Sustainability

2020 Ground Work: Soybean Harvest Running Smoothly in Ohio

We started harvesting soybeans on October 7. Beautiful, picture-perfect conditions for cutting soybeans helped this harvest season get off to a great start in our region of the eastern U.S. Midwest.

Yields exceeded our expectations. Because of the dry weather and intense late rain, we expected yield to run a bit below our average. But instead, our soybeans are yielding about our average to a bit above average, and that’s a good feeling.

During harvest, I drive one of our two semi-trucks from the field to one of the local elevators where we have contracts to sell our soybeans. My son-in-law and other help drive the combine and run the grain cart. We have a large grain cart that holds a semi-load of soybeans, so as soon as I return to the edge of the field, my truck gets filled again and I return to the elevator.

We contracted to sell our soybeans months ago, and now cash prices are actually a bit higher than the prices we locked in with those contracts. That’s very unusual – typically grain prices go down during harvest season. But very little about 2020 has been normal. Because the soybeans are yielding a bit better than we expected, we may have some additional soybeans to sell after our contracts are met, and hopefully we will be able to take advantage of better prices then.

With good weather and minimal breakdowns, we should be able to finish cutting soybeans in mid-October.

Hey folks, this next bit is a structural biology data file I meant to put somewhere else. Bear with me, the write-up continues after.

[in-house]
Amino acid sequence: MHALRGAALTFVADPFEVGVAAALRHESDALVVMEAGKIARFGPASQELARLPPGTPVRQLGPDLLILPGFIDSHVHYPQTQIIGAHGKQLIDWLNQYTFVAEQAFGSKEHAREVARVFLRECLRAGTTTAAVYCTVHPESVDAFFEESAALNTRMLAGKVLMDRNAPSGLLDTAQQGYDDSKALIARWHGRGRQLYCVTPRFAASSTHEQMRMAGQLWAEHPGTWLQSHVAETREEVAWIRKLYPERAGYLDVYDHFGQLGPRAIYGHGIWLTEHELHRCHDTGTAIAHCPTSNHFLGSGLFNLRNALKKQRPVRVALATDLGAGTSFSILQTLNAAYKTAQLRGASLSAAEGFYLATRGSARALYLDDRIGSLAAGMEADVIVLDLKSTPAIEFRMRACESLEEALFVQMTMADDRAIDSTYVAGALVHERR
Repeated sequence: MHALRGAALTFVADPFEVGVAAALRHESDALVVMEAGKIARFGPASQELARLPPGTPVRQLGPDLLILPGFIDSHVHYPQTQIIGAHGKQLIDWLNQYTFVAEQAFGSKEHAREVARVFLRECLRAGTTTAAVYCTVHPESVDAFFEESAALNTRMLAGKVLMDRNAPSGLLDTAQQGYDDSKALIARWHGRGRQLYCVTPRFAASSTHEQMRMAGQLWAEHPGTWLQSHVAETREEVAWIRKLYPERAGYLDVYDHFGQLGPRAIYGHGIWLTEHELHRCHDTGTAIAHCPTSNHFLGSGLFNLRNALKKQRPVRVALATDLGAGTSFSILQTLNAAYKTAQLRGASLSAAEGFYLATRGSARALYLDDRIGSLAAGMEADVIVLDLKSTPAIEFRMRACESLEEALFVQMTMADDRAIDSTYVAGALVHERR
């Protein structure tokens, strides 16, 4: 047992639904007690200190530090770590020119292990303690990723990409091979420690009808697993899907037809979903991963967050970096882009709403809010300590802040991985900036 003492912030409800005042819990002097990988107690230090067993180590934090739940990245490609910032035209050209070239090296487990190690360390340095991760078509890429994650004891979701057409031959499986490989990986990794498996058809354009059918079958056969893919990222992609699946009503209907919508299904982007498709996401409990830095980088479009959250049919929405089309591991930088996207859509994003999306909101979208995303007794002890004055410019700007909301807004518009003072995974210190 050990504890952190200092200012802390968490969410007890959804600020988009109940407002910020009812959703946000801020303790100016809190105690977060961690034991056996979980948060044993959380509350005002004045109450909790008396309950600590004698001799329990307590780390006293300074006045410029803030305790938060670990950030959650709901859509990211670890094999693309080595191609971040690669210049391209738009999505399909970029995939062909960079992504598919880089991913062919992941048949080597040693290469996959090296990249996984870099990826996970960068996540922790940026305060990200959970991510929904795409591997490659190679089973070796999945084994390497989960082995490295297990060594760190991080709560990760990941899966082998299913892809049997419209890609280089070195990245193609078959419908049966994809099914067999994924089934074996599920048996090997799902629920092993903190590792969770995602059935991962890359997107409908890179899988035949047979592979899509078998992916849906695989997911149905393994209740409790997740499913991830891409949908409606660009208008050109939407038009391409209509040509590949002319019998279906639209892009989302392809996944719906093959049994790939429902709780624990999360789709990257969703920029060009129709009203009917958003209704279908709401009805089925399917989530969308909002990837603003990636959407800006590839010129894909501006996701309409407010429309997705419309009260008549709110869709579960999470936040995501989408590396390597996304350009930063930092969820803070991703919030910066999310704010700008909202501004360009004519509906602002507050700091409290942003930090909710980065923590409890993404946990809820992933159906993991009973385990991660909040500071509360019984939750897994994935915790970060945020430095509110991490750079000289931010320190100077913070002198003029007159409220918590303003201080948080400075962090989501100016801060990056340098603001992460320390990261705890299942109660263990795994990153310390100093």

However, because our corn was planted late and emerged unevenly, it hasn’t all reached maturity yet. I still don’t expect our corn to be ready to harvest until the beginning of November. We hope that a hard frost holds off as long as possible, to give the corn time to fully mature.

But in the time between finishing soybeans and starting to combine corn, we have plenty of work to do.

I hope to create a couple of new waterways in areas of the field where gullies have washed out year after year, despite our efforts to fill them in. I plan to shape the field and seed it with a mesh of straw and grass seed to get a waterway started. It usually takes a few years and plenty of attention to create new waterways like this, but it’s worth it to protect our soil and water quality.

After combing soybeans, we fertilize those fields with chicken litter from the nearby poultry farm. The litter provides most of the nutrients our corn crop will need the following year. We already have piles of litter in some fields. After a field is harvested, custom spreaders will spread the litter evenly throughout the field for us.

We also will seed cover crops on about one-third of our acres. We will make some adjustments to where we plant cover crops based on our experience this year with the very wet spring. We plant to use rye for the cover crop, and it gets mixed with potash that also fertilizes this year’s soybean fields to prepare for corn next fall. The potash and rye will be broadcast over the top of the field before or after the chicken litter is spread. Then, with surface tillage, we incorporate all the fertilizer and cover crop seed into the top few inches of our soil.

We continue to maintain wildlife refuge strips along some of our fields, and the deer have been thick this year. That’s very exciting to my 15-year-old grandson, who enjoys bow hunting.

We hope the beautiful weather holds, and that yields continue to exceed our expectations.

 

Bill Bayliss
Bill Bayliss

U.S. Soybean Farmer

Ohio

Bill Bayliss and his wife JoAnn live near West Mansfield, Ohio. Bill farms with his youngest daughter and son-in-law, Jana and David Caudill. Together they raise soybeans, food-grade soybeans, corn, wheat, hay and beef cattle. During the first 30 years of Bill’s 50-year farming career, he worked off the farm, including 20 years as a county-level director for the Farm Service Agency. In 2005, he left that role to farm full-time. Their oldest daughter her husband work in ministry, and their middle son is a long-haul semitruck driver. Bill and JoAnn also enjoy their six grandchildren.